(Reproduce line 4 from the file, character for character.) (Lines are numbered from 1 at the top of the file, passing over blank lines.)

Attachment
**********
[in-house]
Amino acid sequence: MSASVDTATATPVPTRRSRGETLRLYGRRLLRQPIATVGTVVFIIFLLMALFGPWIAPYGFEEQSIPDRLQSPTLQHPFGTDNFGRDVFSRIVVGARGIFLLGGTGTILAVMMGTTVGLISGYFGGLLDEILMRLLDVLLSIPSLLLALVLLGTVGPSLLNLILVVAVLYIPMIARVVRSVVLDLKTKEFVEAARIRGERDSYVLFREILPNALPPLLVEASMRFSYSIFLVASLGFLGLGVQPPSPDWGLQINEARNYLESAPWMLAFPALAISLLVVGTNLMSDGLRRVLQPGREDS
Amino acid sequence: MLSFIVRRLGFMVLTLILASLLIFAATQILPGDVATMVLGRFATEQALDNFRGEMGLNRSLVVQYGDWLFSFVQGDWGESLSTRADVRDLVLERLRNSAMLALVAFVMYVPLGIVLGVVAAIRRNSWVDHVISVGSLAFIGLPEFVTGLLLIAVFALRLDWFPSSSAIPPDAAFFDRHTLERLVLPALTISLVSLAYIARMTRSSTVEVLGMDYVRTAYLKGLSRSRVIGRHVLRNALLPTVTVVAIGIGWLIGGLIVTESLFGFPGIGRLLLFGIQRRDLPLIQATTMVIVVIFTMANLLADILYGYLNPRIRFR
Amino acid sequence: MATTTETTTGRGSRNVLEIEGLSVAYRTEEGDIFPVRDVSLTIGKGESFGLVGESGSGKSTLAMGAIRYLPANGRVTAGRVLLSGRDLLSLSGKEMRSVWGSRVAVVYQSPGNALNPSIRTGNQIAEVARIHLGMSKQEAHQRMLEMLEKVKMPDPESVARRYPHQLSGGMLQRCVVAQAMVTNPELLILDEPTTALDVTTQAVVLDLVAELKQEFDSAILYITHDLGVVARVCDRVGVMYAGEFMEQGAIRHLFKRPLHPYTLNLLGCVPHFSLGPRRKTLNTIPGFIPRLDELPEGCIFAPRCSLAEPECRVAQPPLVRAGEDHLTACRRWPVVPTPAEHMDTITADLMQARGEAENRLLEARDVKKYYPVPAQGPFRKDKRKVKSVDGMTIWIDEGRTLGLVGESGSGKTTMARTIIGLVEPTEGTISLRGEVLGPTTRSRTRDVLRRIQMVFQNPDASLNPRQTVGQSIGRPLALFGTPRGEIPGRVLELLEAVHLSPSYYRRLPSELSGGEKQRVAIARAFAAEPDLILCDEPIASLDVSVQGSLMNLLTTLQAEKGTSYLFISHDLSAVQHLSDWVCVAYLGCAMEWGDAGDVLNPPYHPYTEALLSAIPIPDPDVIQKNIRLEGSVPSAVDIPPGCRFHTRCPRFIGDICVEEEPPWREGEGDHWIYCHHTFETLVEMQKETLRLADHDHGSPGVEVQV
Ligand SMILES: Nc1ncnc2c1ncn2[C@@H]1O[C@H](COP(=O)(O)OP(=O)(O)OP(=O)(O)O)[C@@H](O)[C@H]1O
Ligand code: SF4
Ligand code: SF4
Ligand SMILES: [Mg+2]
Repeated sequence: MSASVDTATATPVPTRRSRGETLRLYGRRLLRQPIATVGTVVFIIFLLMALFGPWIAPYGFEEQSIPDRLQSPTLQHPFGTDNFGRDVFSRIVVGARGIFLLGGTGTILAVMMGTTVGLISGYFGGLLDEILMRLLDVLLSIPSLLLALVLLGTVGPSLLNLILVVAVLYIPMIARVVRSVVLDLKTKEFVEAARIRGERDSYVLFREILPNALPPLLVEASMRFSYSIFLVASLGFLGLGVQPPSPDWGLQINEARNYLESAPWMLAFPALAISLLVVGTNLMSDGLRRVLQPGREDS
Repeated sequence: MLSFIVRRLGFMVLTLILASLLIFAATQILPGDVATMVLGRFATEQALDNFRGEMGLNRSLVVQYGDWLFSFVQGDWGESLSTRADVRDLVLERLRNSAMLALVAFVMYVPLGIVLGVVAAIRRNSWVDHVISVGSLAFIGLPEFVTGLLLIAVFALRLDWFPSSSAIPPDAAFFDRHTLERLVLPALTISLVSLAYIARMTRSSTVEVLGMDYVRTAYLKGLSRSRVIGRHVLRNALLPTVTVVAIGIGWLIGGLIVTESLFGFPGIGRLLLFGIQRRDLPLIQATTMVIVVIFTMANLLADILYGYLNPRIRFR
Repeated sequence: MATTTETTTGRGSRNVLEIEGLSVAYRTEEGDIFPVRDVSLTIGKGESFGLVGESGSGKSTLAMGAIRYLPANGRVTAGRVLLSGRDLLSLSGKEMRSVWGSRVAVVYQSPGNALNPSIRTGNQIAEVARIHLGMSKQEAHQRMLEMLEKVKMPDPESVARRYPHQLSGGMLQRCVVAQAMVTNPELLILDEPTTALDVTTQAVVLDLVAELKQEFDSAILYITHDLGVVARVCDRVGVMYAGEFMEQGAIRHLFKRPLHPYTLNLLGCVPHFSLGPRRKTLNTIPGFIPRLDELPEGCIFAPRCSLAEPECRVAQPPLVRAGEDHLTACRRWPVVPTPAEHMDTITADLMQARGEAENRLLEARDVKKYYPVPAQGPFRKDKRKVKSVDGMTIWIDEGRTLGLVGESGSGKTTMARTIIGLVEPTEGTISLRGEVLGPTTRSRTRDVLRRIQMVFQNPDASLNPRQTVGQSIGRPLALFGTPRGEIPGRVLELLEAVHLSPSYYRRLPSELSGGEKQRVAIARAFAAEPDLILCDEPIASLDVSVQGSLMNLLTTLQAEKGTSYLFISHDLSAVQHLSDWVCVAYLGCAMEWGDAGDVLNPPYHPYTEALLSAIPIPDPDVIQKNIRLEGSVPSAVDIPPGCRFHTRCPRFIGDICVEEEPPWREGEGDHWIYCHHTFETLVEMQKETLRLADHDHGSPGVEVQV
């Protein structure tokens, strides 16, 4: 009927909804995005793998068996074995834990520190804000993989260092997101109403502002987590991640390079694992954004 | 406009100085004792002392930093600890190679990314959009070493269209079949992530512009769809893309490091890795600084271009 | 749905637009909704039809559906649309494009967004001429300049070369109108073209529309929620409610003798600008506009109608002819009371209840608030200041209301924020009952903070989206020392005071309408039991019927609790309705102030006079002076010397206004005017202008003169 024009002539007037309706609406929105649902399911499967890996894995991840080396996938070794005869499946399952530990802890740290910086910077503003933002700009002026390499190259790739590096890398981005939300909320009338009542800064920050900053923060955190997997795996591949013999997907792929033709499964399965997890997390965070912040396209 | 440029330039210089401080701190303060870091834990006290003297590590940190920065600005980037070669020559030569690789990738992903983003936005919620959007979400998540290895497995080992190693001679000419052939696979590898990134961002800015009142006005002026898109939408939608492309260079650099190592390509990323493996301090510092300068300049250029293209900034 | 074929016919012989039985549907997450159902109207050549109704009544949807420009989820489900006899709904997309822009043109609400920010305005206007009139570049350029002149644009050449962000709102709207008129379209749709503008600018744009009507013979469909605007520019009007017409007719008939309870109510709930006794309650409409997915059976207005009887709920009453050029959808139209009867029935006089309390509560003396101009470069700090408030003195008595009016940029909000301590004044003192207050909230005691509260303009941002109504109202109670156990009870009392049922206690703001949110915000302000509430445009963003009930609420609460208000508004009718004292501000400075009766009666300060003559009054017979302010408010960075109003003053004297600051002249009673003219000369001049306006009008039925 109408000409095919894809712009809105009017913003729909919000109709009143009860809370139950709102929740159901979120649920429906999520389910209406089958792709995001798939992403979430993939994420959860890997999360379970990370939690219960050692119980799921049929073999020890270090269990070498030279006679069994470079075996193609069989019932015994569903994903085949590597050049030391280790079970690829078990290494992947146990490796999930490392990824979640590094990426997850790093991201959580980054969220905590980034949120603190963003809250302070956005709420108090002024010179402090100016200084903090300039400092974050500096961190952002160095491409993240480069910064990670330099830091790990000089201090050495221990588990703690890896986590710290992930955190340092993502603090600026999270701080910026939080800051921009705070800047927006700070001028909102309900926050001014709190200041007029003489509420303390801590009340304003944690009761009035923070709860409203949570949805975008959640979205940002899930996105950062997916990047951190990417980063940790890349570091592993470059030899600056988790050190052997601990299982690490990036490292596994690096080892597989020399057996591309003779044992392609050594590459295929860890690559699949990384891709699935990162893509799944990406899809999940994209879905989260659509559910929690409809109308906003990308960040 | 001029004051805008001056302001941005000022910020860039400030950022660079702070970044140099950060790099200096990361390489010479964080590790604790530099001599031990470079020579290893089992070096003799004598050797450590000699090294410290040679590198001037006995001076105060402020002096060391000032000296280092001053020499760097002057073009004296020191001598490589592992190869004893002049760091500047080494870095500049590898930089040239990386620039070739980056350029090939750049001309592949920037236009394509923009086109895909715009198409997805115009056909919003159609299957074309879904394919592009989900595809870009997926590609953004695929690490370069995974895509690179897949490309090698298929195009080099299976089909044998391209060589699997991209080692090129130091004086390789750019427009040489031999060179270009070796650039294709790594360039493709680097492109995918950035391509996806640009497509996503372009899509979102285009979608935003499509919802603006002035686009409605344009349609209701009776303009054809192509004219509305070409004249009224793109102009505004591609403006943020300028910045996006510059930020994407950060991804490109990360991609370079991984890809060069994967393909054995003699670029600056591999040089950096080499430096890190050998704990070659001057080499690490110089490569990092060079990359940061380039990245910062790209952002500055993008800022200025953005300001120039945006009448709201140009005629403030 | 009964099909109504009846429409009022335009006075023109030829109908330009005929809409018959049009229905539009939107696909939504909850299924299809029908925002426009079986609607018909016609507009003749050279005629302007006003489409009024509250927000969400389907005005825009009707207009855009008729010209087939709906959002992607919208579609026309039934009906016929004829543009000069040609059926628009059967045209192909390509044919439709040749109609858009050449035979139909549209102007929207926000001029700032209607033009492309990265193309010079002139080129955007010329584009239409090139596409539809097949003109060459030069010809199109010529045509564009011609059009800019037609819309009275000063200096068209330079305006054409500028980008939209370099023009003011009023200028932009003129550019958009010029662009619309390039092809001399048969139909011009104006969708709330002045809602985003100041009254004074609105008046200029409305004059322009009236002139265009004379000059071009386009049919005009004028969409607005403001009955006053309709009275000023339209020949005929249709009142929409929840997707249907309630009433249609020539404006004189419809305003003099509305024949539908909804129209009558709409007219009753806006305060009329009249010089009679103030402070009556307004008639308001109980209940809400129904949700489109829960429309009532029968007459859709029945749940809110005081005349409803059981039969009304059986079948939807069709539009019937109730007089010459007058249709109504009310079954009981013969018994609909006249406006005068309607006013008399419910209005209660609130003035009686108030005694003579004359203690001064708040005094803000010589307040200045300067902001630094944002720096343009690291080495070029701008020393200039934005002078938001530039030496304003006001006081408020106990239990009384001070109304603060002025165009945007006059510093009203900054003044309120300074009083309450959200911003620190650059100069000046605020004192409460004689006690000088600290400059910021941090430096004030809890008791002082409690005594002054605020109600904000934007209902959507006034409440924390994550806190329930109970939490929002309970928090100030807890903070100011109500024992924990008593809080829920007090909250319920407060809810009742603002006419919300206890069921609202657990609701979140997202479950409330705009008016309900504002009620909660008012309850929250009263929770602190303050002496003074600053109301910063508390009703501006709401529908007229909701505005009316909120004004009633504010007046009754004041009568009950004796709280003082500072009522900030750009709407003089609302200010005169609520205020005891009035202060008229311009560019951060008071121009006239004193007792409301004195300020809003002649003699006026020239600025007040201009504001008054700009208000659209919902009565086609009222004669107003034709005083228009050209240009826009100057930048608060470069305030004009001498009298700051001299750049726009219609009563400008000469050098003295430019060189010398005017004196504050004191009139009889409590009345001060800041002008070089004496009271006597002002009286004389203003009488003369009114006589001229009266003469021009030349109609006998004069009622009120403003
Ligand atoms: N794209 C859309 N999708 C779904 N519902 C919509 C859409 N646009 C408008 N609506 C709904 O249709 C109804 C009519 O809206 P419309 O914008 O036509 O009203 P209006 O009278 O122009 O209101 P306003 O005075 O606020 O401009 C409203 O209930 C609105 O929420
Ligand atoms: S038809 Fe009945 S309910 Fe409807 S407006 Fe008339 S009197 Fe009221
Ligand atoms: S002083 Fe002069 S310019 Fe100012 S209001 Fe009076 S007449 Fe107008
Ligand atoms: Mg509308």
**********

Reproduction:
Amino acid sequence: MATTTETTTGRGSRNVLEIEGLSVAYRTEEGDIFPVRDVSLTIGKGESFGLVGESGSGKSTLAMGAIRYLPANGRVTAGRVLLSGRDLLSLSGKEMRSVWGSRVAVVYQSPGNALNPSIRTGNQIAEVARIHLGMSKQEAHQRMLEMLEKVKMPDPESVARRYPHQLSGGMLQRCVVAQAMVTNPELLILDEPTTALDVTTQAVVLDLVAELKQEFDSAILYITHDLGVVARVCDRVGVMYAGEFMEQGAIRHLFKRPLHPYTLNLLGCVPHFSLGPRRKTLNTIPGFIPRLDELPEGCIFAPRCSLAEPECRVAQPPLVRAGEDHLTACRRWPVVPTPAEHMDTITADLMQARGEAENRLLEARDVKKYYPVPAQGPFRKDKRKVKSVDGMTIWIDEGRTLGLVGESGSGKTTMARTIIGLVEPTEGTISLRGEVLGPTTRSRTRDVLRRIQMVFQNPDASLNPRQTVGQSIGRPLALFGTPRGEIPGRVLELLEAVHLSPSYYRRLPSELSGGEKQRVAIARAFAAEPDLILCDEPIASLDVSVQGSLMNLLTTLQAEKGTSYLFISHDLSAVQHLSDWVCVAYLGCAMEWGDAGDVLNPPYHPYTEALLSAIPIPDPDVIQKNIRLEGSVPSAVDIPPGCRFHTRCPRFIGDICVEEEPPWREGEGDHWIYCHHTFETLVEMQKETLRLADHDHGSPGVEVQV